Sunday, October 7, 2007

Recruiting and Keeping the Y Generation

Forget about “Gen X,” the new crop of young faces leaving college and showing up in your offices is commonly referred to as “Gen Y,” and they have different perspectives and needs from us “old heads” and even their close cousins, the X’ers. Given that the most important game in business these days is the talent game, it is important to understand Gen Y needs and how you can meet them.

Provide meaningful work that contributes to the organization’s mission. That may sound silly to you for an entry position, but it isn’t to them. And don’t assume that they will just “get it,” either. Tell them why they are doing what they do and how their work supports and advances important goals.

Mentor intentionally. The younger generation has a need to be and feel nurtured. Good mentoring will meet their need and simultaneously enhance their current and future value to the organization. And, don’t limit it to just one person. Mentoring by their first level supervisor can focus on tactical and organizational issues while mentoring from a more senior executive will help them feel validated and provide a more strategic view to their future.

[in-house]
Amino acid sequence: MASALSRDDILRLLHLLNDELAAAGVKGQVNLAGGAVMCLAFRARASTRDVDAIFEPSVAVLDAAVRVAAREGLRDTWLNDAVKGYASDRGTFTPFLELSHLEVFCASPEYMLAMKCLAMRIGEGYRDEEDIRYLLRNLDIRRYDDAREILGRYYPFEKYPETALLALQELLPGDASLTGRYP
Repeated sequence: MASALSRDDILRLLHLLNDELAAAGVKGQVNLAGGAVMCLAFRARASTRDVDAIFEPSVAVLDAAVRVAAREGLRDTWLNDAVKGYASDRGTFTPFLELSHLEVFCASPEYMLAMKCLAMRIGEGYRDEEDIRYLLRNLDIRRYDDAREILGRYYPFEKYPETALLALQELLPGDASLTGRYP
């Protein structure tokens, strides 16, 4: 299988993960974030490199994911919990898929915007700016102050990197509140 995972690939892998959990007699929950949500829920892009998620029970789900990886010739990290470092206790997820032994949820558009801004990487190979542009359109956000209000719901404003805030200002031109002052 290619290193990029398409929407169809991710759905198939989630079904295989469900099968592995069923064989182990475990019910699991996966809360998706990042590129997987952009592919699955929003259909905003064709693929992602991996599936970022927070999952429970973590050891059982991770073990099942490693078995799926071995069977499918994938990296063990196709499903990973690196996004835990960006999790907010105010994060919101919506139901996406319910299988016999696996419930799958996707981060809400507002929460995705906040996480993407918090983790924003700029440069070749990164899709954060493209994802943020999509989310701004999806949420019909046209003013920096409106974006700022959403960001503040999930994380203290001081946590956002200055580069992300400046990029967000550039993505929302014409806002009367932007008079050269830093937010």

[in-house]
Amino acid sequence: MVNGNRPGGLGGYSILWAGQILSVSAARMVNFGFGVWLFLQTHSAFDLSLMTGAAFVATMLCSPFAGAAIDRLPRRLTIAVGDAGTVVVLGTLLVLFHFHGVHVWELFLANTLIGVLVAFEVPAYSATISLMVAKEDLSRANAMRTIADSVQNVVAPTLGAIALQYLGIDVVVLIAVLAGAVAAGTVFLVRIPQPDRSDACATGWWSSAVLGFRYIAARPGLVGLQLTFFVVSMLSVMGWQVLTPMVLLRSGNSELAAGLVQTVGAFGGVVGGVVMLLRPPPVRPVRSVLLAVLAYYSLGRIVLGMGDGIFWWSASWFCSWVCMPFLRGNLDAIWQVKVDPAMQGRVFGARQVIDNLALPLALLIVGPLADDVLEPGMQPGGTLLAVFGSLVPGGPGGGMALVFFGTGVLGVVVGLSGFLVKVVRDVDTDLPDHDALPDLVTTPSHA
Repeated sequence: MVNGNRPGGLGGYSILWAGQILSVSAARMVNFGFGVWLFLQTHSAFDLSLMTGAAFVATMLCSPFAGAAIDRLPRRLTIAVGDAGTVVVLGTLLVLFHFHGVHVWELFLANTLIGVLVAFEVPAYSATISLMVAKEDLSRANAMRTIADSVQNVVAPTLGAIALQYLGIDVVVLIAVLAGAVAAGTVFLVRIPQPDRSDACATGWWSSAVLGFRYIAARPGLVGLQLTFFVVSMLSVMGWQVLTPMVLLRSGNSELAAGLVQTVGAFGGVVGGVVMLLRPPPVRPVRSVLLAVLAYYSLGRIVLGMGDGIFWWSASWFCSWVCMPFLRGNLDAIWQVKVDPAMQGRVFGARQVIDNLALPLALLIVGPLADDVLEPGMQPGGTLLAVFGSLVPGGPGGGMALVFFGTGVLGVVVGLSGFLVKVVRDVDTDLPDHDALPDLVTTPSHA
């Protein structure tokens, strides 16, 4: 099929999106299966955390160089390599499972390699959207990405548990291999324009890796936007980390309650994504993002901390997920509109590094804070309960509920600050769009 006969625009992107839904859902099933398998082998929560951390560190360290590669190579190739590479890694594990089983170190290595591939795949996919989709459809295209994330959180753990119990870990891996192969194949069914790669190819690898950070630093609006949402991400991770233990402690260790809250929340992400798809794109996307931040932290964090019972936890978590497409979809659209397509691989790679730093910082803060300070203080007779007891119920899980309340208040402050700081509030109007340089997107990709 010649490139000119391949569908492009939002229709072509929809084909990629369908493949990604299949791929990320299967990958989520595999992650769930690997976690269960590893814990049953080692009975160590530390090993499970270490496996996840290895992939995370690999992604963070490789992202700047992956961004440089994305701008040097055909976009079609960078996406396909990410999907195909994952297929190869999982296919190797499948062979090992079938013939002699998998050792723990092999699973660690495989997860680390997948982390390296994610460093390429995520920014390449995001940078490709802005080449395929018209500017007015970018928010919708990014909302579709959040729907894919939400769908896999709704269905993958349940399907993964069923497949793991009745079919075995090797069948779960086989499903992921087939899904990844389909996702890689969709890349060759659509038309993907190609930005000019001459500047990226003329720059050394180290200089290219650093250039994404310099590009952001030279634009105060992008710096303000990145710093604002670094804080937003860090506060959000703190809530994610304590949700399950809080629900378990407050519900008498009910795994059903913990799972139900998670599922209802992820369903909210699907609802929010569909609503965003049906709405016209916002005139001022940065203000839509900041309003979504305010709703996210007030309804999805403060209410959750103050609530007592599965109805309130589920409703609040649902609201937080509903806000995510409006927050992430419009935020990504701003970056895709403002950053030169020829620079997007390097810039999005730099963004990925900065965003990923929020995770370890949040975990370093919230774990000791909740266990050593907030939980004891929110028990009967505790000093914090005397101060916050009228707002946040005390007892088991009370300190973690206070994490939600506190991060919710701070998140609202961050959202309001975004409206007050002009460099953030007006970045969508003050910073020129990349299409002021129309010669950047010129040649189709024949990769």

Help them develop networks. Encourage their participation in professional associations and design networking events for your company. Importantly, Gen Y’ers want to know where the people who used to work for you are now. Have their careers been successful? The answer to that question will carry a lot of weight as they evaluate your organization and you while deciding to join or stay.

Focus performance reviews on the future. Poor performance or “issues” should be dealt with immediately, either at the end of the project or as soon as possible. The annual performance review may need to look back to those briefly, but should generally be a look forward. Discuss next steps in their careers and what it takes to accomplish those. One good way to do this is to think about their resume. Since their need is to be nurtured with an emphasis on career development, then put your coaching and feedback into that mold. Have them bring their resume to the review meeting and spend time discussing how what they have done over the past year enhances their resume. Use it to demonstrate your concern and interest in their development.

Bottom line, this generation of workers needs and wants to be nurtured, and they want to know how you are advancing their careers. You should not accept sub-par performance from them any more than you would others. But they are different and your method of communicating with them needs to adapt to the way they listen.

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